Theo Epstein must accept that Cubs are losers
BY RICK MORRISSEY Sun-Times Media May 24, 2012 11:12PM
Chicago Cubs president Theo Epstein walks through the stands at Wrigley Field in Chicago, Wednesday, April 4, 2012, the day before the Cubs open their season against the Washington Nationals. (AP Photo/Nam Y. Huh)
I wish Theo Epstein no ill will, but there’s a part of me, the part from my head to my toes, that is pleased he’s getting a taste of what Cubs fans have gone through these last 100 years or so.
While he had known nothing but success in Boston, the North Side had known nothing but Lee Elia, Danny Jackson, Mel Rojas, Todd Hundley, LaTroy Hawkins, Milton Bradley and, well, there’s no reason to go on. Living.
The Cubs are in the middle of a nine-game losing streak, and even though Epstein told the Sun-Times’ Gordon Wittenmyer in Thursday’s paper that he knew there’d be days like these, you have to wonder if the president of baseball operations has taken to head-butting the walls of his Wrigley Field office.
When new people come to the Cubs, it’s always the same: This time, it’s going to be different. This time, the club is going to turn into a winner.
But you don’t whistle in the face of 103 years of futility. That kind of history has its own weight, and it tends to flatten anything in its path. We’re not talking about curses here. We’re talking about institutional badness. We’re talking about bad in bulk.
The Cubs’ history doesn’t make Epstein powerless, but it does make him reduced. It’s better that he’s experiencing this now, better than there are no mixed signals. These are the Cubs, Theo. Deal with it. Deal with all of it.
If he were to call all of this a defeatist attitude, he would be right. That’s what defeat does; it defeats. That’s what a nine-game losing streak does. It defeats anyone with even the faintest connection to the team.
On the positive side, Epstein seems to be doing things the right way. He is hard at work on a farm system that had been fallow for far too many years. Will he eventually be the one to make the good kind of history? It would be silly to declare he would. “Who knows” is the best a Chicagoan can do.
You can’t blame him for believing things will be different on his watch. He was one of the architects of the Red Sox’ last two World Series titles. Anyone with his background would walk in on our little a century of bumbling and blubbering, and think, “You poor, pathetic saps. Here’s how it’s done.”
If he was looking for something to explain what’s wrong with this franchise, all he had to do was look at the fuss made over Kerry Wood’s retirement last week. I like Wood. He’s a classy guy whose uncooperative body torpedoed his career.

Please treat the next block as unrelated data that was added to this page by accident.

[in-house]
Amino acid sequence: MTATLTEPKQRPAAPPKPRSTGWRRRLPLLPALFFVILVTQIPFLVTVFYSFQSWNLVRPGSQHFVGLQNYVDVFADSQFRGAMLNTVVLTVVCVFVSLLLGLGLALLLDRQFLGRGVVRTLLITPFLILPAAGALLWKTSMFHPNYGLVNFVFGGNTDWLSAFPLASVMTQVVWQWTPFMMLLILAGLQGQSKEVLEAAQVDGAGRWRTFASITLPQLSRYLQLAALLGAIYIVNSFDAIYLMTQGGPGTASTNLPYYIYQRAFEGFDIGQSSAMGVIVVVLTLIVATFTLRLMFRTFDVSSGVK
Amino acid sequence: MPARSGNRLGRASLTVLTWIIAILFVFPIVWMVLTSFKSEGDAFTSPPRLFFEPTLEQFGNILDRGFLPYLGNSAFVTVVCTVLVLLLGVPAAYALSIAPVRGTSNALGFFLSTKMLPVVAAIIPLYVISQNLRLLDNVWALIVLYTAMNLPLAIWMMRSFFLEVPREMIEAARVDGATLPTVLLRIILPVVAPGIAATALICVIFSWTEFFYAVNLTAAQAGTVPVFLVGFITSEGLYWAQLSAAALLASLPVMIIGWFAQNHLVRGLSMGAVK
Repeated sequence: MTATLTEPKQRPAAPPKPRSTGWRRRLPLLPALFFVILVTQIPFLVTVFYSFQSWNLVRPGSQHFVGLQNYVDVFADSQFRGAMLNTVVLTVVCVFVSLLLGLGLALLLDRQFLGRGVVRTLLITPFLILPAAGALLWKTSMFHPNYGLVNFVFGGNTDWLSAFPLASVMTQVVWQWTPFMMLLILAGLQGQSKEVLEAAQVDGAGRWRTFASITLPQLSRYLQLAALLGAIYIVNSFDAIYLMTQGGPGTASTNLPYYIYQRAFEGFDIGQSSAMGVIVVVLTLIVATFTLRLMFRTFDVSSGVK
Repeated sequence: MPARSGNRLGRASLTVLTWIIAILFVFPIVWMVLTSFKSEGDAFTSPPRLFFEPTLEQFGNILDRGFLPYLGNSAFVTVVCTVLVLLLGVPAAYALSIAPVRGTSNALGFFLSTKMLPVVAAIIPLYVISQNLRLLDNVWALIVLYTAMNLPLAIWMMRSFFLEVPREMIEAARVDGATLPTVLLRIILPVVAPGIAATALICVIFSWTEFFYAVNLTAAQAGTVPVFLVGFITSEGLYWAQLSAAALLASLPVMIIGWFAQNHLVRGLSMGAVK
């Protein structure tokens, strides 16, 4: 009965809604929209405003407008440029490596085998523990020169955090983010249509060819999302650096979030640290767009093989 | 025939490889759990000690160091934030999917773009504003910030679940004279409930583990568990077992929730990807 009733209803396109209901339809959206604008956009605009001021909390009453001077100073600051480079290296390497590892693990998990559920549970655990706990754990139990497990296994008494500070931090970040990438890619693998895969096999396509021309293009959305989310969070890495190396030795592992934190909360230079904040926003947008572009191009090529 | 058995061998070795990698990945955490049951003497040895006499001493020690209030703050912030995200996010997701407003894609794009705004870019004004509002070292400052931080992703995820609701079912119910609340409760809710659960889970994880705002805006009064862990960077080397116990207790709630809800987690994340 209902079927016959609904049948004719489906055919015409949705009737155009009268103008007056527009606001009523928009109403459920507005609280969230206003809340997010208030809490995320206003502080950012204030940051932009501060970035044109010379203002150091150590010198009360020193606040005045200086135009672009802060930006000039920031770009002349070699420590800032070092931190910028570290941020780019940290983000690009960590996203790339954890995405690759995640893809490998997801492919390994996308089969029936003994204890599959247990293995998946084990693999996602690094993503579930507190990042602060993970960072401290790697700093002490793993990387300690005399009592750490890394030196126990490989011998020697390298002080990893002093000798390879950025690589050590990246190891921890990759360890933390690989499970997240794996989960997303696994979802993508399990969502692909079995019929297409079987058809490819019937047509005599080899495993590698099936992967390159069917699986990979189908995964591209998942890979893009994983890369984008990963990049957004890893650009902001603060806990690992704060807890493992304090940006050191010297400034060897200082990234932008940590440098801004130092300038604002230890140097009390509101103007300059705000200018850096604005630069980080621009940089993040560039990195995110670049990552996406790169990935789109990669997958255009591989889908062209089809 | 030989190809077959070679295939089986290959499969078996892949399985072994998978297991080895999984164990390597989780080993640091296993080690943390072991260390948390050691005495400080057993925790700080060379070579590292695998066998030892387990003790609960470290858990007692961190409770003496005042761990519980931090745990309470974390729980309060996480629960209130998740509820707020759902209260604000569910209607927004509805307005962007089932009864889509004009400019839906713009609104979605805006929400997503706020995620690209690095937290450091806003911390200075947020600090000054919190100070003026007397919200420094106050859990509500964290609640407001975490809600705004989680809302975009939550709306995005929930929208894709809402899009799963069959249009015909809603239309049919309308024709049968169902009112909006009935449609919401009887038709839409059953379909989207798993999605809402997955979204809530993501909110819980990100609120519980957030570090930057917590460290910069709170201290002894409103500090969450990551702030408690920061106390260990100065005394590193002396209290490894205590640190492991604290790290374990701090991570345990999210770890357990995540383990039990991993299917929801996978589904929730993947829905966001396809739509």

But, goodness. He struck out one last batter, hugged his son on the field and soaked in a long standing ovation. Judging by the dramatic drop of the curtain and the ensuing media coverage, you would have thought he was Greg Maddux. But the most victories Wood had in a season were 14, to go with 11 losses.
It was a storybook ending without the storybook story.
These are the things Epstein should want to eradicate. Nothing against Wood, but we always seem to be celebrating something that has little to do with winning. Ron Santo. Harry Caray. Mark Grace. The list is a mile long.
To show you how bad things have gotten, lots of people were encouraged by the team’s 15-20 record three weeks ago. The Cubs were bad, but not so bad that you wanted to cut off your arm to escape the pain of watching them. More importantly, they weren’t as bad as many of us had thought they were going to be. You could almost feel the hum of the team’s marketing department as it pondered a new ad campaign. How about, “Cubs Baseball: Exceeding Low Expectations”?
A false sense of security had set in, brought on by the success of Jeff Samardzija and Bryan LaHair, the continued excellence of Starlin Castro and the flair of Tony Campana.
It wouldn’t be so bad, right?
Nine losses later, here we are in the middle of some very, very bad baseball. The Cubs are living up to all the downer talk about them.
So, yes, it’s better this way for Epstein. It was more important that he look upon the carnage and know fully what life has been like around here.
It doesn’t mean he has to start identifying with his captors, just that he understand the pain that goes with following this team.